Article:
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When Life Hands You Lemons

Sunday afternoon was spent in the local Family Food Center, washing and squeezing fruit into fresh and natural strawberry lemonade.

This is not a “Look-at-this-good-deed-I-did-I’m-such-a-good-person” post. It’s meant to be a “Wow-I-needed-a-reminder-to-get-out-and-do-something-maybe-I-should-remember-to-do-this-more-often” kind of post. In reality, I didn’t even come up with the idea to volunteer this weekend on my own. An email was sent to all students at my university informing us of various Caesar Chavez Day of Service Activities that were available. It’s similar to how Thanksgiving and Christmas are major days for volunteering; we remember the less fortunate when we are reminded. I, too, needed to be reminded.

Sunday afternoon, a friend and I met at the Family Food Center to volunteer our time. We’d never been to this facility before and weren’t sure exactly how we could help. Immediately after dawning new white aprons, we were put on “strawberry duty.” We went through dozens of cartons of donated strawberries, weeded out the best strawberries, rinsed and chopped the tops off. Next we pureed the berries, along with other raspberries and blackberries. We combined the bright red berry sauce with fresh lemonade, made from scratch with real lemons. It was so thick with fruit and sprinkled with seeds. Some people looked questioningly at the jug, but most came back for refills.

20140712-204816-74896015.jpgOnce the doors opened for the public to enjoy a hot free meal, I was at the drink station. We had milk, nondairy milk, water, hot tea, sweet tea, and our freshly made strawberry lemonade to offer. Next they went into a cafeteria-style line for their dinner which was BBQ pulled pork sandwiches, roasted potatoes and veggies, cantelope, and assorted pastries from coffee shops and grocery stores.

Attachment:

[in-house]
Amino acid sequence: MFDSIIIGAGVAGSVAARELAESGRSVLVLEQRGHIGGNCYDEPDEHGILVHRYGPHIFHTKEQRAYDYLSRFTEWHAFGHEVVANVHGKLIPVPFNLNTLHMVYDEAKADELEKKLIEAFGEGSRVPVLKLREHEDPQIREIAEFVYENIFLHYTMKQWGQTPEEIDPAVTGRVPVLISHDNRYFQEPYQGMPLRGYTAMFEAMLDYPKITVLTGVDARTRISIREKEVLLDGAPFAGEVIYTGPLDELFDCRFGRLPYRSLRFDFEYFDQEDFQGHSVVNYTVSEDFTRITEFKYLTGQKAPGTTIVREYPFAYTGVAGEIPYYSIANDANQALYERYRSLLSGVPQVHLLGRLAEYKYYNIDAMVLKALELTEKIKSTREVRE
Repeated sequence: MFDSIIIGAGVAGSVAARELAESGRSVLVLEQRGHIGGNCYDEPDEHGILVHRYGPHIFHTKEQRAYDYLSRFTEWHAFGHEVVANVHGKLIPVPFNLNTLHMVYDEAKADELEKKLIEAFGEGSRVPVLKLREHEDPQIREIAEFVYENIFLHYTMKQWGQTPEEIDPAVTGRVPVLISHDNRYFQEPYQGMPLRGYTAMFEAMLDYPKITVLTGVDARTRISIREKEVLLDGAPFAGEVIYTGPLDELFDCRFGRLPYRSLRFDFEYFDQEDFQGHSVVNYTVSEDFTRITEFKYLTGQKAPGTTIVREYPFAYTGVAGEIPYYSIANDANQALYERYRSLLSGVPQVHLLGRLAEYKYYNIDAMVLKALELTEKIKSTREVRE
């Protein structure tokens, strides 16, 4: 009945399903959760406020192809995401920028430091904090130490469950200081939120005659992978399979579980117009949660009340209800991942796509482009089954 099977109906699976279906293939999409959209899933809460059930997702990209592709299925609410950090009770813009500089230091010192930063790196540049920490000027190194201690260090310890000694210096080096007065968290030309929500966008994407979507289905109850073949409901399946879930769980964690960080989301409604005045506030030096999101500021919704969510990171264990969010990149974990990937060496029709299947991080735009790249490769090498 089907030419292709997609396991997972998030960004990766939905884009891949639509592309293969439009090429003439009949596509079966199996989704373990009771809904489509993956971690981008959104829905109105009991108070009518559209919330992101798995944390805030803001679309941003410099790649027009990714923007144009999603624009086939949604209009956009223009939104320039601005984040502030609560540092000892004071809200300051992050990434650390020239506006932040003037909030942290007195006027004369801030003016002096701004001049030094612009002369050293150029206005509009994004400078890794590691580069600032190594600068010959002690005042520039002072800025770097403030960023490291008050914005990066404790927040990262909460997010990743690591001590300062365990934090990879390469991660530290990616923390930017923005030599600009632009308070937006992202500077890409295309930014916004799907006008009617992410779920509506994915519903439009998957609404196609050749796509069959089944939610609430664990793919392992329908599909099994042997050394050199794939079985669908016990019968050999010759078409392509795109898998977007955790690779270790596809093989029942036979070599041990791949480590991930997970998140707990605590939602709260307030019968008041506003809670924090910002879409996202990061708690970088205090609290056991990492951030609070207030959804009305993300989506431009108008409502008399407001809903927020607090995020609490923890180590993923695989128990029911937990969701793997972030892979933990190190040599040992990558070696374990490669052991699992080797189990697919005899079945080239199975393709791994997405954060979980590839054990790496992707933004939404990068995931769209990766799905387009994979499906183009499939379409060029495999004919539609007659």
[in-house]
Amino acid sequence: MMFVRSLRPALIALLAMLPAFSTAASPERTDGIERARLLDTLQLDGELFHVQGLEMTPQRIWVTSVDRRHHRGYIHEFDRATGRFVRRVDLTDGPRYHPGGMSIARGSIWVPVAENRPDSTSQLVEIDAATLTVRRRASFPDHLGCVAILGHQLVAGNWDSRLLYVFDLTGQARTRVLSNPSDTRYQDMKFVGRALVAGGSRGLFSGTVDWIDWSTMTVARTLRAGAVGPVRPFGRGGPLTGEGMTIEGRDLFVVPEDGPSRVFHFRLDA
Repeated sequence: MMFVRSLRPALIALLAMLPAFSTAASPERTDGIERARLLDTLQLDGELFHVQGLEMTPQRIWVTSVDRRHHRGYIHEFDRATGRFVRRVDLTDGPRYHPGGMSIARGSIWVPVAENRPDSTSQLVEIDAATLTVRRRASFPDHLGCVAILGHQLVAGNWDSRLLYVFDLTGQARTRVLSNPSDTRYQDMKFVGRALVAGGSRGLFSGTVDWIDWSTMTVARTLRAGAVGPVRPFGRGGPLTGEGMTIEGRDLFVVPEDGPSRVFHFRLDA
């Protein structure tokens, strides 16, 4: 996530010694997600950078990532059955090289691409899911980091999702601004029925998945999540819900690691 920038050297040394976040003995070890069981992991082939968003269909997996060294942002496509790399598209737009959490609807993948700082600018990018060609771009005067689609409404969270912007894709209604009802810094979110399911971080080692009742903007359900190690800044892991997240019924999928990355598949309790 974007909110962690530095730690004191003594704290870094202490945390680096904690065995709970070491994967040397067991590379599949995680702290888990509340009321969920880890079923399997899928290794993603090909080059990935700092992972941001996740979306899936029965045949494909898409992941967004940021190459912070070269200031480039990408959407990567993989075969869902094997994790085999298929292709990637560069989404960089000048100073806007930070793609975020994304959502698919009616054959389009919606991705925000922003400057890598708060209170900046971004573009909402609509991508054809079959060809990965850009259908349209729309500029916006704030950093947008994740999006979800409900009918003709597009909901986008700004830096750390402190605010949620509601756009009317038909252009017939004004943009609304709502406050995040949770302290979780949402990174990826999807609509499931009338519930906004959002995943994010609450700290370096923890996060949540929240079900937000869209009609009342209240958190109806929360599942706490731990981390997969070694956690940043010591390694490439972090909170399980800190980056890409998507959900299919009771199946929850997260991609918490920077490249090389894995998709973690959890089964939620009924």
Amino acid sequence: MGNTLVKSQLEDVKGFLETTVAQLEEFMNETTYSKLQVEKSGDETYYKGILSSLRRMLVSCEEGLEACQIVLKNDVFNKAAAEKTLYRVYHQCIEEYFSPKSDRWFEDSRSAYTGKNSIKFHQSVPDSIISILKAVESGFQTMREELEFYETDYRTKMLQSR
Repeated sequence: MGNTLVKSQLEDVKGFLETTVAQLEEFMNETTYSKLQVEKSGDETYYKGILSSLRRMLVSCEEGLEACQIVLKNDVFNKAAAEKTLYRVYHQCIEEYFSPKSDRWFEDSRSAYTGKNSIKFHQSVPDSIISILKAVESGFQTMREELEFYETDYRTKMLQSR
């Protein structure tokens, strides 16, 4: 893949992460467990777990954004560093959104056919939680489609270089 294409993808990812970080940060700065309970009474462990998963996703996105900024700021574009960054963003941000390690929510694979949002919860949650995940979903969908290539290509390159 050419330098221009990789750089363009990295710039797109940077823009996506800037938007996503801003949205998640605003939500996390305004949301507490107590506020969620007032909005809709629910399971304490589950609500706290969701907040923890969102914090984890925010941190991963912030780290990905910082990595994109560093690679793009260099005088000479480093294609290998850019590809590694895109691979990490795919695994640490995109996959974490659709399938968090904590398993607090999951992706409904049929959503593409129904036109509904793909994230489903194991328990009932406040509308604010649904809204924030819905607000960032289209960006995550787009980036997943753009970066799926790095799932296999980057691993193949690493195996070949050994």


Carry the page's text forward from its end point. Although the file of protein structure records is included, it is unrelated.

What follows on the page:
The facility is only open for 90 minutes, and there was a continuous steady line of people for the entire time. Some people came alone, other came in full families, some just mothers and children. Every person said thank you to each of the volunteers and I think they were truly appreciative. When I saw children come in, I was happy that we had so much food to offer them. But I also felt incredibly sad for a family that relies on a shelter to provide their nightly meal.

Out of the 20,000+ recipients of the email, with the address and volunteer information for this center, there were 4 other students who showed up to volunteer. This just shows that the mentality “Oh, there will be plenty of other people who go. It won’t make a difference if I do or don’t go.” COMPLETE AND TOTAL CRAP. It’s like on American Idol when the clear favorite and most talented contestant is eliminated in week 2 because all of his “fans” thought, There will be so many votes, mine won’t even matter. The majority of people have this same logic, and guess what? It did matter.

Like my dad says: “Did YOU vote?” No. “Then you can’t complain about it.”

That’s what I gathered from volunteering on the day of service. I need to nix the thinking, “There will be plenty of other people to do it.” We can’t control any other people and we get no credit for passing the baton on the rest of society. We have the capability to really help someone who is hungry, homeless, and struggling. Would you really rather hit “Next Episode” on Netflix? Medical Update blog postMy second take-away is that we can never ever make judgments or assumptions on other people based on one or two interactions. We have absolutely no idea what goes on in their lives the other 23 hours of the day.

I think anybody who comes into a shelter and asks for food is pretty damn courageous. If I were in that situation, I would be too self-conscious for a while. I would feel ashamed, like the staff was judging me. Or worse, pitying me. We greeted everyone with a big smile, and I tried to avoid looking in the dining room because I didn’t want anyone to feel like I was watching them eat.

Honestly, it made me feel pretty low before it made me feel good. The “feel good” comes from knowing that I used my time and energy to serve others. The low comes from knowing that I am horribly picky, too judgmental, and sometimes entitled. I walk into Sprout’s a couple times a week because nothing in my fridge or cupboards look good. I turn up my nose at any apple that has a bruise.

The fruit that is offered at the shelter is not in its prime. It is donated from grocery stores because it can no longer be sold. Rather than serving it as is, we pureed the berries and squeezed the citrus into a lemonade. People who are struggling and rely on shelters to provide food do not have the luxury of being picky. They take what we hand them and they say thank you.

I’m excited to return to the center again soon, this time to prepare sack lunches for families to pick up. Once we volunteer one time, it’s a good idea to hurry and schedule your return visit so it isn’t until Thanksgiving that we remember again. :) Altitude Training for Runners //

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